The one-size-fits all approach to passenger and baggage screening must be replaced with a system that directs technologies and procedures more appropriately. If we treat all the passengers the same, ultimately we’re going to get to get a less-secure system. We don’t want to search so much for the people who will pose a threat to the system, because that’s like finding a needle in a haystack. What we really want to do is identify the relatively large group of people who pose no threat to the system – that could represent 60 to 70 percent of all travelers. If we are able to break that group apart and subject them to a standard level of security, and use the available resources that they free up to screen the remaining 30 to 40 percent using these advanced technologies and procedures, then we will actually have a much more secure system. The cost savings of such a strategic shift would be enormous, without sacrificing security.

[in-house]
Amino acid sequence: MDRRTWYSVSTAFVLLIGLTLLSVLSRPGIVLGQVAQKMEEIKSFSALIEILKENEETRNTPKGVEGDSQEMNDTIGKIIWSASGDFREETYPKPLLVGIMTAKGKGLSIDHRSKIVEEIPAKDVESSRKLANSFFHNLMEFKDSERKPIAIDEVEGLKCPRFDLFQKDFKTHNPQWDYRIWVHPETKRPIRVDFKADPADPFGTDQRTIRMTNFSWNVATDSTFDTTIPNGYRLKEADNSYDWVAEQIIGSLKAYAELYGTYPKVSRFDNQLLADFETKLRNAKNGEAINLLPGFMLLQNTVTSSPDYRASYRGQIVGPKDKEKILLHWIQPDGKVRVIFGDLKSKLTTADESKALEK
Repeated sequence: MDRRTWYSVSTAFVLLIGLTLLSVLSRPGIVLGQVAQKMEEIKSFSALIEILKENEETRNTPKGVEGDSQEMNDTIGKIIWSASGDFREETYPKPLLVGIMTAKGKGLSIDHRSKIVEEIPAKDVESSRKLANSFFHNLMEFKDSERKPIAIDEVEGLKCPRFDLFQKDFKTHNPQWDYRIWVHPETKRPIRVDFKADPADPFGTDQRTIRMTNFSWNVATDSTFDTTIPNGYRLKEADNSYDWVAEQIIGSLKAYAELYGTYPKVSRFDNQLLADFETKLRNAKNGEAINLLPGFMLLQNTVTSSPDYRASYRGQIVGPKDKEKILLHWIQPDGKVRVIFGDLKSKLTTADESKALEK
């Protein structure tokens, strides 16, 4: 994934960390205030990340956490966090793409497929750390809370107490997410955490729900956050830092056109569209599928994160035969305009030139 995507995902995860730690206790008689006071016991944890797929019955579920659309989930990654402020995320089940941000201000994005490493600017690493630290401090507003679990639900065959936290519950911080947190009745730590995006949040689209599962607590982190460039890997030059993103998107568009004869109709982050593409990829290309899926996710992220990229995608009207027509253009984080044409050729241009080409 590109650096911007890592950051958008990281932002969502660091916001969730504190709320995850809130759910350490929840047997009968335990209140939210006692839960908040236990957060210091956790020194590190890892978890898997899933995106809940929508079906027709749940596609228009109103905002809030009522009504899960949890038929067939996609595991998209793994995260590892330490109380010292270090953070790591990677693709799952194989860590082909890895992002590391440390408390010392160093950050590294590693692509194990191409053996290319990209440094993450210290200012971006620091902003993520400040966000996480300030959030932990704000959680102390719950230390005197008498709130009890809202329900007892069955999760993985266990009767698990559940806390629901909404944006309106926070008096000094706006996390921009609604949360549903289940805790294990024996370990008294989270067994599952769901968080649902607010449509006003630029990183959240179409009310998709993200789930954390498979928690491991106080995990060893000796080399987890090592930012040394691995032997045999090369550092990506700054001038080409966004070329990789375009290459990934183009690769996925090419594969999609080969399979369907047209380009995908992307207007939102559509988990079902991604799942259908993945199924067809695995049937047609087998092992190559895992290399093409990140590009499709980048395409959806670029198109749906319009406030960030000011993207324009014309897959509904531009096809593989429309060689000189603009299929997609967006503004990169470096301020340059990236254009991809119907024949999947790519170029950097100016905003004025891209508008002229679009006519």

Note: A complete discussion of these issues can be found in an upcoming issue of the Journal of Transportation Security.
Contact: Sheldon H. Jacobson, Department of Computer Science, shj [at] illinois [dot] edu, 217/244-7275.
Writer/Interviewer: Liz Ahlberg, physical sciences editor, U of I News Bureau, eahlberg [at] illinois [dot] edu, 217/244-1073.